Wednesday, February 29, 2012

Anonymous Declares War Against the U.S.; And Calls "Bullshit" At The Same Time

Here's a glimpse at the confusing landscape of a "stateless nation". I spent some time yesterday on Twitter speaking with a variety of individuals who associate themselves with Anonymous over a literal declaration of war against the U.S. by Anonymous. Here are links to the video and its transcript. It contains pretty inflammatory language:
We are not calling upon the collective to deface or use a distributed denial of service attack on a United States government agency website or affiliate. We are not calling upon the people to occupy a city or protest in front of a local building. This has not brought on us any legislative change or alternate law. It has only brought us bloodshed and false criticism. For the last 12 years, voting was useless. Corporations and lobbyists are the true leaders of this country and are the ones with the power to control our lives. To rebuild our government, we must first destroy it.
Our time for democracy is here.
Our time for real change is here.
This is America’s time, to have its own revolution.
Therefore, Anonymous has decided to openly declare war on the United States government. This is a call to arms. We call upon the Citizens of the United States to stand beside us in overthrowing this corrupted body and call upon a new era. Our allegiance is to the American people, because they are us, and we are them.
Operation V, engaged.
Although the video in question looks like other Anonymous videos, the operation has been called "bull shit" by Anonymous IRC and other individuals who consider themselves part of the collective. It's also been labeled a "fake op" on YouTube

Operation V points out a serious problem for Anonymous. By having no centralized authority, it leaves itself open to suffering repercussions by the U.S. government for these questionable operations launched by pretty much anyone who feels like it. The organizers or "old fags" could easily see the non-violent protest organization that they worked to create over the years become radicalized by "new fags" who have no respect for their efforts and will subvert it to their own ends. A declaration of war against the U.S., fake or not, may come with serious consequences for the group and its members, including those who don't support it.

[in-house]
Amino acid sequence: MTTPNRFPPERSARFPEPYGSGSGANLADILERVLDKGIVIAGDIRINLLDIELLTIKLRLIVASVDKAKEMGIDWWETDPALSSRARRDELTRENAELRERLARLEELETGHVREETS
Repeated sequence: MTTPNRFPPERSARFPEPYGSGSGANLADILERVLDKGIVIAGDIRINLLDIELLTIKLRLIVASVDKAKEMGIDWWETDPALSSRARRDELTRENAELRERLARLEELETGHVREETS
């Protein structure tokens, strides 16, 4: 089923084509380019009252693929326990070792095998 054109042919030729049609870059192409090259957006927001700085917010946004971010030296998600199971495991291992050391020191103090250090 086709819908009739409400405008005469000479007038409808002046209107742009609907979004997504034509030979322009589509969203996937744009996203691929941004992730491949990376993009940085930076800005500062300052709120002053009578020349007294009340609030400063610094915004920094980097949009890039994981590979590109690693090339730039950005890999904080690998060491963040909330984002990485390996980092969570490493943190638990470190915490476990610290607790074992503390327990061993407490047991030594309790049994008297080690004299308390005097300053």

Thursday, February 16, 2012

Reflections on Suits and Spooks DC

It's been one week since the Suits and Spooks DC (SNSDC) event took place and I've made four of the presentations given that day available for download. Not all of the speakers, including me, wanted their information available outside of the protected venue that we offer so for those of you who couldn't make it last week, watch for our upcoming announcement of Suits and Spooks LA this summer. Yes - the next event will be in Los Angeles - probably Santa Monica, to be specific. The exact date and venue is still being explored. but I can tell you that it will be held on a Friday so that, if you're traveling in, you can enjoy the weekend on the beach afterwards.

The general consensus of those attending Suits and Spooks DC was overwhelmingly positive. Dr. Mark Drapeau attended and wrote a review of SNSDC: "Suits and Spooks Rendezvous for the Greater Good". It was my hope that by inviting a multi-disciplinary lineup of speakers that some common themes would emerge, and in fact - that's what happened. One of the points that I made in my opening remarks was that we should re-assess which attacks should be investigated and which should be let go. The FBI and US-CERT are overwhelmed with tracking everything from probes against government networks to DDoS attacks to targeted attacks against the Defense Industrial Base. That's far too much to expect any agency to do let alone ones burdened with budgetary and staffing problems. One of John Robb's 27 Rules was that "it’s better to damage and impair a network than to completely destroy it, because it forces the target to use up more resources for repair." That's what Anonymous is succeeding at doing so brilliantly - using up massive amounts of federal, state and local resources in multiple countries without ever actually destroying anything. Someone needs to conduct a hard target evaluation on whether Anonymous attacks deserve the same importance as the theft of critical data or attacks against critical infrastructure.

While Anup Ghosh gave example after example of how inept our past approaches to information security have been, Dan Geer made an elegant argument for the need harness the world's "unemployed geniuses who are, incidentally, desperate for a job" rather than continue to turn over our security to machines. Jonathan Hutson started off his remarkable presentation on the Satellite Sentinel Project by explaining that the worst question one can ask when faced by a seemingly impossible task is "how can I help?" The passivity of that question doesn't fare well against insurmountable odds. A far better question, Jonathan explained, is "what needs to be done?". Then do it, no matter how impossible the problem looks to be. That's great advice, regardless of the challenge.